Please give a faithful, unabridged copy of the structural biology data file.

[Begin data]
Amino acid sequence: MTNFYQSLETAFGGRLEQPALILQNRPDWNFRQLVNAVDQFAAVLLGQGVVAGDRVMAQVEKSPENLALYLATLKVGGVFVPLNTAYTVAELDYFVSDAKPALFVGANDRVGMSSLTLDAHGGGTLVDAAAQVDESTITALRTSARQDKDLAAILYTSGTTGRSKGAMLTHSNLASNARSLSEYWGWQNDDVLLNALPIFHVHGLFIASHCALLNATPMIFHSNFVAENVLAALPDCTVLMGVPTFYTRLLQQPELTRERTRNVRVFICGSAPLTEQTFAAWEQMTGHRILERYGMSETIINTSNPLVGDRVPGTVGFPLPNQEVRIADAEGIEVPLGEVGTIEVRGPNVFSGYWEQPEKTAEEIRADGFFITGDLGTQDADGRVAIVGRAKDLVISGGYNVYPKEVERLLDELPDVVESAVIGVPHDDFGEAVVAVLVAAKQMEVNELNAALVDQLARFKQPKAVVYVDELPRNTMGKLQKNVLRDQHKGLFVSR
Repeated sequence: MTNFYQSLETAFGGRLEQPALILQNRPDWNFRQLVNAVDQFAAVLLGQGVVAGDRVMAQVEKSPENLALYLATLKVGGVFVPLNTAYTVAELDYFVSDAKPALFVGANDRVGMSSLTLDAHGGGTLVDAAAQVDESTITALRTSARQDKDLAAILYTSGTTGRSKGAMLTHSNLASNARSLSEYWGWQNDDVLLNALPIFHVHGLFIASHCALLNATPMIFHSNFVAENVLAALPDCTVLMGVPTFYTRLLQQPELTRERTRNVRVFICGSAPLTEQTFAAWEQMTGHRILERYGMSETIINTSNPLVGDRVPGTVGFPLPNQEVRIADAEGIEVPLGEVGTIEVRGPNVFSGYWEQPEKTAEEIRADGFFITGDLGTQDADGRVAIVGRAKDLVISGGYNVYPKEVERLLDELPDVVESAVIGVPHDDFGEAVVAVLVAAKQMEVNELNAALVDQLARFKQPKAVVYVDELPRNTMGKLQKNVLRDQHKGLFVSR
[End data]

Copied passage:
Amino acid sequence: MTNFYQSLETAFGGRLEQPALILQNRPDWNFRQLVNAVDQFAAVLLGQGVVAGDRVMAQVEKSPENLALYLATLKVGGVFVPLNTAYTVAELDYFVSDAKPALFVGANDRVGMSSLTLDAHGGGTLVDAAAQVDESTITALRTSARQDKDLAAILYTSGTTGRSKGAMLTHSNLASNARSLSEYWGWQNDDVLLNALPIFHVHGLFIASHCALLNATPMIFHSNFVAENVLAALPDCTVLMGVPTFYTRLLQQPELTRERTRNVRVFICGSAPLTEQTFAAWEQMTGHRILERYGMSETIINTSNPLVGDRVPGTVGFPLPNQEVRIADAEGIEVPLGEVGTIEVRGPNVFSGYWEQPEKTAEEIRADGFFITGDLGTQDADGRVAIVGRAKDLVISGGYNVYPKEVERLLDELPDVVESAVIGVPHDDFGEAVVAVLVAAKQMEVNELNAALVDQLARFKQPKAVVYVDELPRNTMGKLQKNVLRDQHKGLFVSR
Repeated sequence: MTNFYQSLETAFGGRLEQPALILQNRPDWNFRQLVNAVDQFAAVLLGQGVVAGDRVMAQVEKSPENLALYLATLKVGGVFVPLNTAYTVAELDYFVSDAKPALFVGANDRVGMSSLTLDAHGGGTLVDAAAQVDESTITALRTSARQDKDLAAILYTSGTTGRSKGAMLTHSNLASNARSLSEYWGWQNDDVLLNALPIFHVHGLFIASHCALLNATPMIFHSNFVAENVLAALPDCTVLMGVPTFYTRLLQQPELTRERTRNVRVFICGSAPLTEQTFAAWEQMTGHRILERYGMSETIINTSNPLVGDRVPGTVGFPLPNQEVRIADAEGIEVPLGEVGTIEVRGPNVFSGYWEQPEKTAEEIRADGFFITGDLGTQDADGRVAIVGRAKDLVISGGYNVYPKEVERLLDELPDVVESAVIGVPHDDFGEAVVAVLVAAKQMEVNELNAALVDQLARFKQPKAVVYVDELPRNTMGKLQKNVLRDQHKGLFVSR